He found the Wellspring M. E. Church a hideous graystone hulk with gravy-colored windows, and a tall spire ornamented with tin gargoyles and alternate layers of tiles in distressing red and green. The neighborhood had been smart, but the brick mansions, once leisurely among lawns and gardens, were scabrous and slovenly, turned into boarding-houses with delicatessen shops in the basements.
“Gosh, this section never will come back. Too many of the doggone hoi polloi. Bunch of Wops. Nobody for ten blocks that would put more’n ten cents in the collection. Nothing doing! I’m not going to run a soup-kitchen and tell a bunch of dirty bums to come to Jesus. Not on your life!”
But he saw, a block from the church, a new apartment-house, and near it an excavation.
“Hm. Might come back, in apartments, at that. Mustn’t jump too quick. Besides, these folks need the gospel just as much as the swell-headed plutes out on Royal Ridge,” reflected the Reverend Mr. Gantry.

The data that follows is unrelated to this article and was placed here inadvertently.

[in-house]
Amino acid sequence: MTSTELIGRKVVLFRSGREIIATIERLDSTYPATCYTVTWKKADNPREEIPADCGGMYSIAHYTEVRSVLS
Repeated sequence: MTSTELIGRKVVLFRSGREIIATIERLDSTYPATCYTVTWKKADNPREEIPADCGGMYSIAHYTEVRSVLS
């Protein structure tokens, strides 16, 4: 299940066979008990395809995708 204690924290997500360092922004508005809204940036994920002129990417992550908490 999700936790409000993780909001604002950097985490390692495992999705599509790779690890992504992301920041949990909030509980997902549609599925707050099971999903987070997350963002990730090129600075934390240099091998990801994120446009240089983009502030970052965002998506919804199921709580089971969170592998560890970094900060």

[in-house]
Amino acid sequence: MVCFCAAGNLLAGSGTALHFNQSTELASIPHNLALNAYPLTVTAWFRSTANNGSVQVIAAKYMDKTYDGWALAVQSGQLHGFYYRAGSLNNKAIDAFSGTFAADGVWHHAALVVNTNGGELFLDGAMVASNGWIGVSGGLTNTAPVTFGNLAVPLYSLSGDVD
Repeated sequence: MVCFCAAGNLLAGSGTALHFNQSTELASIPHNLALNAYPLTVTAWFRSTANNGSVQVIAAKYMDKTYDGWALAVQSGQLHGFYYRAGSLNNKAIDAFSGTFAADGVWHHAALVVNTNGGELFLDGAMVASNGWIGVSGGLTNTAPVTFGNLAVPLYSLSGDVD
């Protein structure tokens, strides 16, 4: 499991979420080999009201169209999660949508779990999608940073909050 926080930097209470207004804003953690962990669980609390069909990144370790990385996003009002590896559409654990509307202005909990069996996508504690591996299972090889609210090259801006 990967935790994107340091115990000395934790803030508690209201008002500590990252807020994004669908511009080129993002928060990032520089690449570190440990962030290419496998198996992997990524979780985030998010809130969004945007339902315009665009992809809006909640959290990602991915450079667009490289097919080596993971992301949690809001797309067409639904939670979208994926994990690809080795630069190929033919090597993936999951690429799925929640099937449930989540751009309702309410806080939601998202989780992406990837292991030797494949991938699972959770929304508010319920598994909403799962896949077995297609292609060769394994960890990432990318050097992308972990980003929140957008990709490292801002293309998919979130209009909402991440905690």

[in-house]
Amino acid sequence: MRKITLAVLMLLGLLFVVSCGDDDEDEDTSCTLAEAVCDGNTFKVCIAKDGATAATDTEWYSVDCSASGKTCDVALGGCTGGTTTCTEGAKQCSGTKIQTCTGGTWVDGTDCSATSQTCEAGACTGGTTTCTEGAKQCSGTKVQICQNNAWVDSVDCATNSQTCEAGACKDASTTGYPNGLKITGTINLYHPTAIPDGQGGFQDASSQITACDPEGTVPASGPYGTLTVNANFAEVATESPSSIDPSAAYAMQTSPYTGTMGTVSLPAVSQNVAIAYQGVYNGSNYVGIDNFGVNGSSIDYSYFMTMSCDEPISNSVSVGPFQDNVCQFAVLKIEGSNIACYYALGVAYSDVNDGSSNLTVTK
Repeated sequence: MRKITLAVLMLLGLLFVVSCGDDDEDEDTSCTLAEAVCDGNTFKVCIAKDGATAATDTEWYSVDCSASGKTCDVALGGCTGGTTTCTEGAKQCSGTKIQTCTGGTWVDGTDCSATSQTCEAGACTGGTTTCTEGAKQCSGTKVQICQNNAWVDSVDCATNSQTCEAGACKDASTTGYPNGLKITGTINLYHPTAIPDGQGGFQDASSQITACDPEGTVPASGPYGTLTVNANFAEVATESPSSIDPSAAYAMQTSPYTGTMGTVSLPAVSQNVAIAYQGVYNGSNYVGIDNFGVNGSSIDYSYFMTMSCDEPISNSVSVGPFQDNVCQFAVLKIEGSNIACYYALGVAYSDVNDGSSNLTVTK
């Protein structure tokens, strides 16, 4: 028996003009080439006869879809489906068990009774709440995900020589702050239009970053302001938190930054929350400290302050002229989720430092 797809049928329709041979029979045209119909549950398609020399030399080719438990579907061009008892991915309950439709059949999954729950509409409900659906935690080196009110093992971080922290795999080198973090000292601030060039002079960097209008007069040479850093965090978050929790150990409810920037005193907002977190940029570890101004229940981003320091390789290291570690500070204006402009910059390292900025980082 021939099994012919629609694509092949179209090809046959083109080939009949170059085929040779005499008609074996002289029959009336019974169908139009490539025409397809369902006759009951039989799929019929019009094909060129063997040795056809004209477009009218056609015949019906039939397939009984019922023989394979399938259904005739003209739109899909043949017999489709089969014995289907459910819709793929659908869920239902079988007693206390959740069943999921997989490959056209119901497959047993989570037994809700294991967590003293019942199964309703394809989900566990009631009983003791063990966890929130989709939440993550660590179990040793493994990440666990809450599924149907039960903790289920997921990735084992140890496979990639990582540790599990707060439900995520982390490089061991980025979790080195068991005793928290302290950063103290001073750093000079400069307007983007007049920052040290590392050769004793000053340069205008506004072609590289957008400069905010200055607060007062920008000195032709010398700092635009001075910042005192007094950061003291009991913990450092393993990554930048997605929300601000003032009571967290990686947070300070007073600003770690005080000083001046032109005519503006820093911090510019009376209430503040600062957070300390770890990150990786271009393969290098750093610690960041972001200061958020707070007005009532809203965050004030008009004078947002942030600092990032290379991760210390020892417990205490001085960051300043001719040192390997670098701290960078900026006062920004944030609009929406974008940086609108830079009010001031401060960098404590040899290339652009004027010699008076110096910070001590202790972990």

Through his old acquaintance, Gil O’Hearn of the O’Hearn House, Elmer met a responsible contractor and inquired into the fruitfulness of the Wellspring vineyard.
“Yes, they’re dead certain to build a bunch of apartment-houses, and pretty good ones, in that neighborhood these next few years. Be a big residential boom in Old Town. It’s near enough in to be handy to the business section, and far enough from the Union Station so’s they haven’t got any warehouses or wholesalers. Good buy, Reverend.”
“Oh, I’m not buying — I’m just selling — selling the gospel!” said the Reverend, and he went to inform Bishop Toomis that after prayer and meditation he had been led to accept the pastorate of the Wellspring Church.
So, at thirty-nine, Cæsar came to Rome, and Rome heard about it immediately.
Last updated Monday, December 22, 2014 at 10:52